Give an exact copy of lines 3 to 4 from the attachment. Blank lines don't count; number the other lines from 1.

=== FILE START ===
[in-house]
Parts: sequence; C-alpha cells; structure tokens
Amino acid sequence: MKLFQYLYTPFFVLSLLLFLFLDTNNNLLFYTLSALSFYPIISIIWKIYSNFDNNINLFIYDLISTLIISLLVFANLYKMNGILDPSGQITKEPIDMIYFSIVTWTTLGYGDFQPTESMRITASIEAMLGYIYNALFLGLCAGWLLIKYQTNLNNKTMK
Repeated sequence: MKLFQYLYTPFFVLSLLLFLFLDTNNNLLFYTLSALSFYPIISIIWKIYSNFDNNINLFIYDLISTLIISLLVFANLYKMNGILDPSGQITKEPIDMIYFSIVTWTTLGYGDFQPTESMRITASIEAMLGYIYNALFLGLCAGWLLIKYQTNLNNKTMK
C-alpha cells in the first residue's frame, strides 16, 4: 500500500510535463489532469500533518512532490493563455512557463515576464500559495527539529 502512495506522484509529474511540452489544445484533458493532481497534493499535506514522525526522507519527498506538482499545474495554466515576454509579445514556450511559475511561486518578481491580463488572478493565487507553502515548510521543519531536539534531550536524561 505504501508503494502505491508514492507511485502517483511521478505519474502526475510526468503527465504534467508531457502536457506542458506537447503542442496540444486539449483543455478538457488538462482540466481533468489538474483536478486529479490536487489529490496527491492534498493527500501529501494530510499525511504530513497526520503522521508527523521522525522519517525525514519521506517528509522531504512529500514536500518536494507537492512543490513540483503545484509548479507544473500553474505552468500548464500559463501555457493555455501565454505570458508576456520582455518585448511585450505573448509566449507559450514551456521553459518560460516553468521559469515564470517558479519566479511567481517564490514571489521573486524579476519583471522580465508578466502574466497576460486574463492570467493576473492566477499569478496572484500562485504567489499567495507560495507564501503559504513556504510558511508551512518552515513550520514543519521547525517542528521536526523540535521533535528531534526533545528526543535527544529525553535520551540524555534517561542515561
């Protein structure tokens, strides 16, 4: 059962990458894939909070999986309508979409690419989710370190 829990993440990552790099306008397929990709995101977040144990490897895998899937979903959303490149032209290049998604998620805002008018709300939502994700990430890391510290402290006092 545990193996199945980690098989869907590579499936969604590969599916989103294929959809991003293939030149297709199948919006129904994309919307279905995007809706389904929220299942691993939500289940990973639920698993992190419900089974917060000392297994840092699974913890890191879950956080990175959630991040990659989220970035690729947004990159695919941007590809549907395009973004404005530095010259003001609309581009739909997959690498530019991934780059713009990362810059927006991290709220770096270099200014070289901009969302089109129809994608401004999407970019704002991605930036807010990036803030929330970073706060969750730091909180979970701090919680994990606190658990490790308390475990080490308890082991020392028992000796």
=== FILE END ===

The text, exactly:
Amino acid sequence: MKLFQYLYTPFFVLSLLLFLFLDTNNNLLFYTLSALSFYPIISIIWKIYSNFDNNINLFIYDLISTLIISLLVFANLYKMNGILDPSGQITKEPIDMIYFSIVTWTTLGYGDFQPTESMRITASIEAMLGYIYNALFLGLCAGWLLIKYQTNLNNKTMK
Repeated sequence: MKLFQYLYTPFFVLSLLLFLFLDTNNNLLFYTLSALSFYPIISIIWKIYSNFDNNINLFIYDLISTLIISLLVFANLYKMNGILDPSGQITKEPIDMIYFSIVTWTTLGYGDFQPTESMRITASIEAMLGYIYNALFLGLCAGWLLIKYQTNLNNKTMK